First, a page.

U.S. Army AH-64 Apache helicopters from 1st Battalion, 227th Aviation Regiment, 34th Combat Aviation Brigade, conduct overflights of the U.S. Embassy in Baghdad, Iraq, Dec. 31, 2019. The helicopters launched flares as a show of presence while providing additional security and deterrence against protestors. (U.S. Army photo by Spc. Khalil Jenkins, CJTF-OIR Public Affairs)
By Joni B. Hanigan, Special to the Message
*Name changed for security purposes.
BAGHDAD, Iraq (LBM) –*Pastor Amed knew when the sharp cracking sounds of bullets striking cement and metal turned into even louder explosions, tensions simmering in Baghdad for over a month had reached the boiling point.
Black smoke rising from the Green Zone and shouting and cheering in the streets meant either the Iran-backed militias were pushing against the continued American presence in Iraq — or Iraqi Security Forces were again attacking protestors critical of Iran’s influence in Iraq’s government.
Later, he learned the explosions were part of Iran’s response to the killing of Qasem Soleimani, a major general who commanded the Quds Force of the Islamic Revolutionary Guard Corps division that has targeted U.S. troops and U.S. allies.
Communicating through a social media link, Amed said the situation is very tense and he and his family must remain inside their home at all times. “We don’t know what will happen,” he said.
“We thank our God for everything,” he said. “We believe our God will protect us.”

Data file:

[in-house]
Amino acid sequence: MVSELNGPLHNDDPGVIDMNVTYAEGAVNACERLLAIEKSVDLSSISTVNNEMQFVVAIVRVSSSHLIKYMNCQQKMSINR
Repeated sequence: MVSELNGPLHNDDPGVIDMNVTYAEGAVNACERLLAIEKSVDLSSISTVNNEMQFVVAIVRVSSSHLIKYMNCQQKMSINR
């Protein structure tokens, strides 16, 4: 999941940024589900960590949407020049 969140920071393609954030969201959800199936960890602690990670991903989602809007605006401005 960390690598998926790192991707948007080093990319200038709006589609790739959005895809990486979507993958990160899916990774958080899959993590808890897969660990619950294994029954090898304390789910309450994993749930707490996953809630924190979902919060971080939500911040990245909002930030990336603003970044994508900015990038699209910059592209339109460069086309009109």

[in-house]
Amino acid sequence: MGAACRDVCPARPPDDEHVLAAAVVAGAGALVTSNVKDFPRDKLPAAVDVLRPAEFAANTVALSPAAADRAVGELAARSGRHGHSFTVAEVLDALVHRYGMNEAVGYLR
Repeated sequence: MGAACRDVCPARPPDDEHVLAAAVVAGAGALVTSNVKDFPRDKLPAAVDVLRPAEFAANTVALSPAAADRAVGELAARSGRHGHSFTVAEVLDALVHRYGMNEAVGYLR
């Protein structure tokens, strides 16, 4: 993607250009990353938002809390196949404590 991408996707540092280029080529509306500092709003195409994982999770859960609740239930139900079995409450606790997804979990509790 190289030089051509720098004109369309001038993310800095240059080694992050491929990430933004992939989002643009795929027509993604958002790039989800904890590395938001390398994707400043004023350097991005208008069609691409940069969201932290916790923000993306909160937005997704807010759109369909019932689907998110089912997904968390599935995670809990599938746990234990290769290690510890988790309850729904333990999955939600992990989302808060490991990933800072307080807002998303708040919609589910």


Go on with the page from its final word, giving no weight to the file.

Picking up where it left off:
In Iraq, where an estimated 200,000 Christians remain as compared to the 1.3 million who resided there in 2003, there is a lot of fear, according the longtime, Iraqi-born pastor of an Arabic-speaking congregation in the United States.
“Christians pay the price every time a war starts in the Middle East,” Chuck said. “We are always considered outsiders and the West does not care for us these days.”
Christian refugees, Chuck said, have been waiting in Turkey and other places for 10 or more years. “There are no takers for some,” he said.
Others have chosen to stay out of fear of being refugees.
A U.S. Marine with 2nd Battalion, 7th Marines, assigned to the Special Purpose Marine Air-Ground Task Force-Crisis Response-Central Command (SPMAGTF-CR-CC) 19.2, carries a sand bag to strengthen a security post during the reinforcement of the Baghdad Embassy Compound in Iraq, Jan. 4, 2020. The SPMAGTF-CR-CC is a quick reaction force, prepared to deploy a variety of capabilities across the region. (U.S. Marine Corps photo by Sgt. Kyle C. Talbot)
“They do not want to leave because they do not want to go to the unknown; instead, they suffer with the known,” Chuck said.
There are political hurdles and complications, Chuck said, with new immigration caps, and rules which deny immigration to those who have service in the military — despite strict conscription rules.
Christians who have fled Iraq have lost their culture and identity, he said, and need strong voices to help them get to the U.S. or make it somewhere.
He asked Christians to pressure the government to do more to relocate Iraqi Christians here, and, to seek greater protections for Iraqi Christians abroad, punishing nations that persecute them.
For information about ministering to Iraqi Christians and refugees, go to World Refugee Care.